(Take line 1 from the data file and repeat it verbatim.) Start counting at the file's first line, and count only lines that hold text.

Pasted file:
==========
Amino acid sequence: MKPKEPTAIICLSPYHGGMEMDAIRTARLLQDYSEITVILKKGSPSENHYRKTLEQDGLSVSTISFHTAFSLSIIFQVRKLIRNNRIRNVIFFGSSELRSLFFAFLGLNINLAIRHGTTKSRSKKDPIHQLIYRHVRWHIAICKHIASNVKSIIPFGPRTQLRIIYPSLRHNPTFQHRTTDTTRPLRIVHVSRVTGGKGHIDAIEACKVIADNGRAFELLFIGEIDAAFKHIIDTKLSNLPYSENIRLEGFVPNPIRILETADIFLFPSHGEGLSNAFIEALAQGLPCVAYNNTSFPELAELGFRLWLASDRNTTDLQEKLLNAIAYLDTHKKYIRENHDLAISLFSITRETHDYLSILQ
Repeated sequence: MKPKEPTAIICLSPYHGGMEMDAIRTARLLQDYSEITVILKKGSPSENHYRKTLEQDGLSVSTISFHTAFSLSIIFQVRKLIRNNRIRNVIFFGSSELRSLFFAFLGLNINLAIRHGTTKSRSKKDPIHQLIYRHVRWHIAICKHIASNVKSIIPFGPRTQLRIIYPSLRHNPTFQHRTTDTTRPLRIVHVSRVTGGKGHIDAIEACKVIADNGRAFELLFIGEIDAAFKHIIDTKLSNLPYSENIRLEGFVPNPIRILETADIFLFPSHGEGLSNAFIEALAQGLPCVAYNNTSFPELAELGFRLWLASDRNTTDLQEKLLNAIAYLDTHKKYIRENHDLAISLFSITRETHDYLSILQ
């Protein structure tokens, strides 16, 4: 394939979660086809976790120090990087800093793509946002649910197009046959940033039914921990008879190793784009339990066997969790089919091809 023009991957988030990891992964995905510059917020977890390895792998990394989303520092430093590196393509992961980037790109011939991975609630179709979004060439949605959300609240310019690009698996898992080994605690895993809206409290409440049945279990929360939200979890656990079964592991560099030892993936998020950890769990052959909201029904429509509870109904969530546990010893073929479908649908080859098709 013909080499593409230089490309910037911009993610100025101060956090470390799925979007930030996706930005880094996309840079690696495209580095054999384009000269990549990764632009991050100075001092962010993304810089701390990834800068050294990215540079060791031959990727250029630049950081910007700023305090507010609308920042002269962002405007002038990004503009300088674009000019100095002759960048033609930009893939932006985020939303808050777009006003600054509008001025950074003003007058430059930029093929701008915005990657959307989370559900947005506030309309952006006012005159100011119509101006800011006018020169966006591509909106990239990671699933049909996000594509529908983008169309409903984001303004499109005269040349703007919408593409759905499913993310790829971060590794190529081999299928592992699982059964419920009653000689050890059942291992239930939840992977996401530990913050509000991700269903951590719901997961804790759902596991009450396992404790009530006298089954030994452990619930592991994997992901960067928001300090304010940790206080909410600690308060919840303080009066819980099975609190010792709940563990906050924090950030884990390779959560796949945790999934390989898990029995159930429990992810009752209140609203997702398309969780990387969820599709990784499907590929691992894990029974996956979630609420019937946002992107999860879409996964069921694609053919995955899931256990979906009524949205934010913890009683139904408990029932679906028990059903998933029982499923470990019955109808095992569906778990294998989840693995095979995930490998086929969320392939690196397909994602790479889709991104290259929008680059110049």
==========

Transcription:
Amino acid sequence: MKPKEPTAIICLSPYHGGMEMDAIRTARLLQDYSEITVILKKGSPSENHYRKTLEQDGLSVSTISFHTAFSLSIIFQVRKLIRNNRIRNVIFFGSSELRSLFFAFLGLNINLAIRHGTTKSRSKKDPIHQLIYRHVRWHIAICKHIASNVKSIIPFGPRTQLRIIYPSLRHNPTFQHRTTDTTRPLRIVHVSRVTGGKGHIDAIEACKVIADNGRAFELLFIGEIDAAFKHIIDTKLSNLPYSENIRLEGFVPNPIRILETADIFLFPSHGEGLSNAFIEALAQGLPCVAYNNTSFPELAELGFRLWLASDRNTTDLQEKLLNAIAYLDTHKKYIRENHDLAISLFSITRETHDYLSILQ